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LTER Controlled Vocabulary Workshop Planned

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Spring 2013

John Porter (VCR)

In 2011, the LTER Controlled Vocabulary Working Group made substantial progress toward the goal of making LTER data available, efficiently and reliably, through searching or browsing.  Milestones included creating a thesaurus of over 600 keywords ( With support from the LTER Network Office, the thesaurus was used to automatically enhance searches on the LTER Data Portal by automatically searching for synonyms and narrower terms. Data browsing was also enhanced by implementing a more complete browse interface.  The group also produced a series of technical resources that can be used by LTER sites and researchers (  These resources include tools for suggesting keywords (based on scanning documents), graphical viewers for the LTER Controlled Vocabulary, and a variety of web services that support searching, such as autocomplete-pull-down lists.  The LTER Controlled Vocabulary was also fully integrated into EnvThes thesaurus being developed by the European ILTER, and PASTA is also incorporating improved search technologies that rely on the thesaurus.  

On May 21 and 22, 2013 a new Controlled Vocabulary Working Group workshop will be held in Oyster, Virginia, with several goals, the most important of which will be to enhance the controlled vocabulary by adding new terms. To prepare for the workshop, several LTER Information Managers have been tasked with identifying new terms. Thus far, 203 additional terms have been proposed. They will be evaluated at the workshop and recommendations will be forwarded to the entire LTER Information Management Committee for adding terms. Eda Melendez, Jason Downing, and Don Henshaw queried the LTER sites for additional terms that sites would like to propose for addition to the LTER Controlled Vocabulary. Additionally, M. Gastil-Buhl has been mining the Metacat archive to identify additional terms that are widely used but not yet part of the vocabulary, while Duane Costa has provided a list of terms commonly entered by users to search the LTER Data Portal. In a related effort, Corinna Gries has been examining other sources for terms that were excluded from the original LTER Controlled Vocabulary, specifically for taxonomic terms and place names. The plan is to keep these separate from the LTER Controlled Vocabulary, because they may best be used at other places in the metadata than the keywords section. Margaret O’Brien, Kristin Vanderbilt, and Jason Downing have been working on providing definitions for each of the terms already in the Controlled Vocabulary. The plan is to create a semi-automated method of populating these definitions that will take advantage of existing web services for definitions, but also allow customization in the event that words used by ecologists differ from those in other areas of life.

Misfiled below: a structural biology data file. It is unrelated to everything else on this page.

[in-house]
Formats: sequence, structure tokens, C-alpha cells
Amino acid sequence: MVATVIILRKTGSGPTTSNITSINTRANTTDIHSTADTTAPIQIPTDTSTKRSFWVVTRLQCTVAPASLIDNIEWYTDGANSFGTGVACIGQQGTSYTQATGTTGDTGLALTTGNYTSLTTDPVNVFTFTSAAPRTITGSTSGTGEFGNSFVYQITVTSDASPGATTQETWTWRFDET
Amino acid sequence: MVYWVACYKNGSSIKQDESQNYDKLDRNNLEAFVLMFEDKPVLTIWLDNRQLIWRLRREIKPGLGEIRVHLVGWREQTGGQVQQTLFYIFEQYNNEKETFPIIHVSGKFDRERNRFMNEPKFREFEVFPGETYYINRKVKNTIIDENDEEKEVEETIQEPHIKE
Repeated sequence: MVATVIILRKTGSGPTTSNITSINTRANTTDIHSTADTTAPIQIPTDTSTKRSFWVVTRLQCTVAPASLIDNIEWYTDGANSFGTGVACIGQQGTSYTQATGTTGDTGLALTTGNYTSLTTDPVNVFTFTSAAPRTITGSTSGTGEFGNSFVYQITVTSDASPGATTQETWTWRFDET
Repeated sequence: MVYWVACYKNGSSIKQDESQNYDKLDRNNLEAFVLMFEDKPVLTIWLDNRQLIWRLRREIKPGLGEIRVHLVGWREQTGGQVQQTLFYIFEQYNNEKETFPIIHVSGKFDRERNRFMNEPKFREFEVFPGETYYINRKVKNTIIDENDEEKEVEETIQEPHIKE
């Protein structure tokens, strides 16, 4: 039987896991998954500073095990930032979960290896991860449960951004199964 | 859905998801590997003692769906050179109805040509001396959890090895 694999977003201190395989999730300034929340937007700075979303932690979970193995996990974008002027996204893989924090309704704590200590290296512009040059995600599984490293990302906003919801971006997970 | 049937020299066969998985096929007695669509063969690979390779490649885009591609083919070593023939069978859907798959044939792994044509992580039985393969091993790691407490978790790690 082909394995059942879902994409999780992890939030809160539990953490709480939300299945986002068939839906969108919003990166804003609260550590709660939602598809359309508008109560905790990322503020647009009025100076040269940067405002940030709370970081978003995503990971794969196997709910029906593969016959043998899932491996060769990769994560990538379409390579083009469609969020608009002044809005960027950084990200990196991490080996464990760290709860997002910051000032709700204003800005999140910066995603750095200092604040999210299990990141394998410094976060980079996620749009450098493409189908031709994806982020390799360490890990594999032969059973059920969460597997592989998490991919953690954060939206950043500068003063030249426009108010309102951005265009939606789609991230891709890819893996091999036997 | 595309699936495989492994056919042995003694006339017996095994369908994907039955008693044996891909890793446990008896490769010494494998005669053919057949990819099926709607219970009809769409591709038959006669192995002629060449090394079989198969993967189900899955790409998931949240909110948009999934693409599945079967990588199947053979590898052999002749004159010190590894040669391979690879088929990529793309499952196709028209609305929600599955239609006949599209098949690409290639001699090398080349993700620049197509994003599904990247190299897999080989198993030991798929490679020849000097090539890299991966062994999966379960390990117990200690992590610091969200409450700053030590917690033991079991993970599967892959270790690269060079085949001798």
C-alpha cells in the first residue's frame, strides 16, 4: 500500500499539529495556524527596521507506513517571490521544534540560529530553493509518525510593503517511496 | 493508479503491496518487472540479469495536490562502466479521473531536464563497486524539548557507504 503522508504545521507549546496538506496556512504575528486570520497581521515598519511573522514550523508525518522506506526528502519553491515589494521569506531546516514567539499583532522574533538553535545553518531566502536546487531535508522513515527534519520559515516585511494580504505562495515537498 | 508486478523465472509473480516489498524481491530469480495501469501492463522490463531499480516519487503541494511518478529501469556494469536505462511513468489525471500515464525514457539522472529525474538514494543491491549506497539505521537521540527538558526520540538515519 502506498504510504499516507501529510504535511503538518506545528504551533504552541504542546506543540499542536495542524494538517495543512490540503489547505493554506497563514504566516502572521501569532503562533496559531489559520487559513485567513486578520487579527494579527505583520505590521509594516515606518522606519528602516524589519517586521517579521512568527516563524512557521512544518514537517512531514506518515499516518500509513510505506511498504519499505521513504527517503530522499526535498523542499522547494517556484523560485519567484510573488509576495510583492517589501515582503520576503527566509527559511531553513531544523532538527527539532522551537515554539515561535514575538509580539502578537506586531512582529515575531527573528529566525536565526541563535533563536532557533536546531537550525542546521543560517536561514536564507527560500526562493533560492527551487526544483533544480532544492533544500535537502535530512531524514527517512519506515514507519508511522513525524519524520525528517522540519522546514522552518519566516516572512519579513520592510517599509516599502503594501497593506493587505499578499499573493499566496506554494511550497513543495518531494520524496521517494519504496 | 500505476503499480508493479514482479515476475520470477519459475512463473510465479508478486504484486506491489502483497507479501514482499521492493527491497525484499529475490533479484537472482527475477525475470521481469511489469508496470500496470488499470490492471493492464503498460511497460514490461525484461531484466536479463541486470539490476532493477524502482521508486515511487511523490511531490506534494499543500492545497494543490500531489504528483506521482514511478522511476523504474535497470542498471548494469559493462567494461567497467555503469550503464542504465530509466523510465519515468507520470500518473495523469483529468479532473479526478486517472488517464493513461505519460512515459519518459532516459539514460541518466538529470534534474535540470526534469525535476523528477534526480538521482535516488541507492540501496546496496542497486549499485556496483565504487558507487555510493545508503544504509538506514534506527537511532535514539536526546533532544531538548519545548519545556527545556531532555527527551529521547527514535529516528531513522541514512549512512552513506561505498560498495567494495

Another goal of the workshop will be to get a group together to discuss possible additional uses for the LTER Controlled Vocabulary. It has already become clear that the LTER Controlled Vocabulary can have additional uses. Through its relationship with EnvThes, the vocabulary has been used to implement a prototype multilingual searching system ( However, there may be other valuable uses for the vocabulary that extend beyond the finding of datasets, and this discussion will explore those options. In addition to Information Managers at the workshop, there will also be librarians concerned with meeting the requirements of the new NSF Data Management Plans, who may be able to provide additional insights regarding the construction and use of the LTER Controlled Vocabulary.